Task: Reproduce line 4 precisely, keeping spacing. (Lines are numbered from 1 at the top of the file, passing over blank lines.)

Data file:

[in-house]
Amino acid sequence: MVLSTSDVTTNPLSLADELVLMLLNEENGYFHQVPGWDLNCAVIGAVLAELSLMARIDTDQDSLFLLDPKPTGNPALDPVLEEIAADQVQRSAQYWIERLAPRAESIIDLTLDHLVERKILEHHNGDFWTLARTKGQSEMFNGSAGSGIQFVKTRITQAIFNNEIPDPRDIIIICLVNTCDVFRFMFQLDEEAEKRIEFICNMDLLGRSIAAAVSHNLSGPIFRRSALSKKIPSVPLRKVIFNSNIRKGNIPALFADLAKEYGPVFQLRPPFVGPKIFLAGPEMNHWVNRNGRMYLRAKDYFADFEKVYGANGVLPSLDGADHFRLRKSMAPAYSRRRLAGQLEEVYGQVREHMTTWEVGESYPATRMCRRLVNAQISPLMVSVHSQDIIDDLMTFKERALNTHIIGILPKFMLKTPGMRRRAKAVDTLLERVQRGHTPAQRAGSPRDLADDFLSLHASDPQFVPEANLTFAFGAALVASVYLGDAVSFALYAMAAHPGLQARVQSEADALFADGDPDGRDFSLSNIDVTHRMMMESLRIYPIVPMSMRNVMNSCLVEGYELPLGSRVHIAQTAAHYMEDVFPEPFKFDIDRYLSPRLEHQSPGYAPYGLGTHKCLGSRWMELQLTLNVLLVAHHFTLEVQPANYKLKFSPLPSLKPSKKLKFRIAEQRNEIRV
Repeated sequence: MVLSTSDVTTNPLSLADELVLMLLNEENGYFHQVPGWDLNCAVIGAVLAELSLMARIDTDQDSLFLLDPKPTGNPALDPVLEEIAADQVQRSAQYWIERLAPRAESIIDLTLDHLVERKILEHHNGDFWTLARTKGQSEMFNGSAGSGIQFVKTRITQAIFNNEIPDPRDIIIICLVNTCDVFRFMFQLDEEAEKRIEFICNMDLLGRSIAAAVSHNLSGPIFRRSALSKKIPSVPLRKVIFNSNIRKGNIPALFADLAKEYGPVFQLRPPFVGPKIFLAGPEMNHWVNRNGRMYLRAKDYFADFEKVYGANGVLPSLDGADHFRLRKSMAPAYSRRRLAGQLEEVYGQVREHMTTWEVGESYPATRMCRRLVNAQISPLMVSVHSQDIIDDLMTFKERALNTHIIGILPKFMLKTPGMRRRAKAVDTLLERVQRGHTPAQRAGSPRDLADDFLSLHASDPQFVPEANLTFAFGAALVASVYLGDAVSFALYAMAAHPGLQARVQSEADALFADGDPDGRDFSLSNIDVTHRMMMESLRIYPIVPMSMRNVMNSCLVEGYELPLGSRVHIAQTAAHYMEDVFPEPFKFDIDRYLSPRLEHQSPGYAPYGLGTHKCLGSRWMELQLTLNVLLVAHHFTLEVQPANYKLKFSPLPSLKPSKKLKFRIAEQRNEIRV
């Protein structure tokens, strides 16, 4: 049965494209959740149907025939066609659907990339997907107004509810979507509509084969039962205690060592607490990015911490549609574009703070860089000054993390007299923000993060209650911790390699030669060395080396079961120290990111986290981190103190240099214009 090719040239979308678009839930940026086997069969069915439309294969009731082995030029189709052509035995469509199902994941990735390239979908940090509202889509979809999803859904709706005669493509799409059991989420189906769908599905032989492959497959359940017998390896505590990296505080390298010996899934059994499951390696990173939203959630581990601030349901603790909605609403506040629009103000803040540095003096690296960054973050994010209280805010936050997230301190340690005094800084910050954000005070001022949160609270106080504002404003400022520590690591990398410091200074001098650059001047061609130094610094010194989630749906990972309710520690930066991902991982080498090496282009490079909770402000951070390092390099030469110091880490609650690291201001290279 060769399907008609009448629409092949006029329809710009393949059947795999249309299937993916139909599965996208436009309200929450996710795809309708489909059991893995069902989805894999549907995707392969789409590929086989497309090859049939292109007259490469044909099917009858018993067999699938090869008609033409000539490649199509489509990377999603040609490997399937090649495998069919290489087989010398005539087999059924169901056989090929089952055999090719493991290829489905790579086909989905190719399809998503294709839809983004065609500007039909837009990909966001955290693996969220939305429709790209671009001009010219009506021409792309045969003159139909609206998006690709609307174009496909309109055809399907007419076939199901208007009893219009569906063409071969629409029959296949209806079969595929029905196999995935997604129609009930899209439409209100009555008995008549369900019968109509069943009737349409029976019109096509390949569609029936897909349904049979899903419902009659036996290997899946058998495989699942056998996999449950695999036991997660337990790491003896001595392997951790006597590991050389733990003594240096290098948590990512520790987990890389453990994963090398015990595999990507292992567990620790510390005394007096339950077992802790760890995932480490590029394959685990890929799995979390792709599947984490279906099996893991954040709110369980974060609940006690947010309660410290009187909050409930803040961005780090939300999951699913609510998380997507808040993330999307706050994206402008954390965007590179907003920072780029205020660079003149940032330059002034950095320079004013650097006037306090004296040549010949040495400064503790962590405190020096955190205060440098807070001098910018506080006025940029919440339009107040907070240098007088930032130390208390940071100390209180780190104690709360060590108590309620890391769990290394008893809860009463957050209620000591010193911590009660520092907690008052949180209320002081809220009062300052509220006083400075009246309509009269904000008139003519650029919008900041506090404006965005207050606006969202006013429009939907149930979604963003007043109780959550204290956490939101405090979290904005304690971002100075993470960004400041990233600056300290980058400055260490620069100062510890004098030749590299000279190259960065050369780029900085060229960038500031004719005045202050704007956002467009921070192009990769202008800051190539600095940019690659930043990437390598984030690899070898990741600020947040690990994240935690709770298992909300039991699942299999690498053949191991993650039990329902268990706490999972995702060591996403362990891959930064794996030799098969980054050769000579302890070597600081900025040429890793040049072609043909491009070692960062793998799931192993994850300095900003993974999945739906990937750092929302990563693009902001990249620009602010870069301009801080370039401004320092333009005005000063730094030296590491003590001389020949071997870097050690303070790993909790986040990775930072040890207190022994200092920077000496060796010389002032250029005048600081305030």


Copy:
């Protein structure tokens, strides 16, 4: 049965494209959740149907025939066609659907990339997907107004509810979507509509084969039962205690060592607490990015911490549609574009703070860089000054993390007299923000993060209650911790390699030669060395080396079961120290990111986290981190103190240099214009 090719040239979308678009839930940026086997069969069915439309294969009731082995030029189709052509035995469509199902994941990735390239979908940090509202889509979809999803859904709706005669493509799409059991989420189906769908599905032989492959497959359940017998390896505590990296505080390298010996899934059994499951390696990173939203959630581990601030349901603790909605609403506040629009103000803040540095003096690296960054973050994010209280805010936050997230301190340690005094800084910050954000005070001022949160609270106080504002404003400022520590690591990398410091200074001098650059001047061609130094610094010194989630749906990972309710520690930066991902991982080498090496282009490079909770402000951070390092390099030469110091880490609650690291201001290279 060769399907008609009448629409092949006029329809710009393949059947795999249309299937993916139909599965996208436009309200929450996710795809309708489909059991893995069902989805894999549907995707392969789409590929086989497309090859049939292109007259490469044909099917009858018993067999699938090869008609033409000539490649199509489509990377999603040609490997399937090649495998069919290489087989010398005539087999059924169901056989090929089952055999090719493991290829489905790579086909989905190719399809998503294709839809983004065609500007039909837009990909966001955290693996969220939305429709790209671009001009010219009506021409792309045969003159139909609206998006690709609307174009496909309109055809399907007419076939199901208007009893219009569906063409071969629409029959296949209806079969595929029905196999995935997604129609009930899209439409209100009555008995008549369900019968109509069943009737349409029976019109096509390949569609029936897909349904049979899903419902009659036996290997899946058998495989699942056998996999449950695999036991997660337990790491003896001595392997951790006597590991050389733990003594240096290098948590990512520790987990890389453990994963090398015990595999990507292992567990620790510390005394007096339950077992802790760890995932480490590029394959685990890929799995979390792709599947984490279906099996893991954040709110369980974060609940006690947010309660410290009187909050409930803040961005780090939300999951699913609510998380997507808040993330999307706050994206402008954390965007590179907003920072780029205020660079003149940032330059002034950095320079004013650097006037306090004296040549010949040495400064503790962590405190020096955190205060440098807070001098910018506080006025940029919440339009107040907070240098007088930032130390208390940071100390209180780190104690709360060590108590309620890391769990290394008893809860009463957050209620000591010193911590009660520092907690008052949180209320002081809220009062300052509220006083400075009246309509009269904000008139003519650029919008900041506090404006965005207050606006969202006013429009939907149930979604963003007043109780959550204290956490939101405090979290904005304690971002100075993470960004400041990233600056300290980058400055260490620069100062510890004098030749590299000279190259960065050369780029900085060229960038500031004719005045202050704007956002467009921070192009990769202008800051190539600095940019690659930043990437390598984030690899070898990741600020947040690990994240935690709770298992909300039991699942299999690498053949191991993650039990329902268990706490999972995702060591996403362990891959930064794996030799098969980054050769000579302890070597600081900025040429890793040049072609043909491009070692960062793998799931192993994850300095900003993974999945739906990937750092929302990563693009902001990249620009602010870069301009801080370039401004320092333009005005000063730094030296590491003590001389020949071997870097050690303070790993909790986040990775930072040890207190022994200092920077000496060796010389002032250029005048600081305030």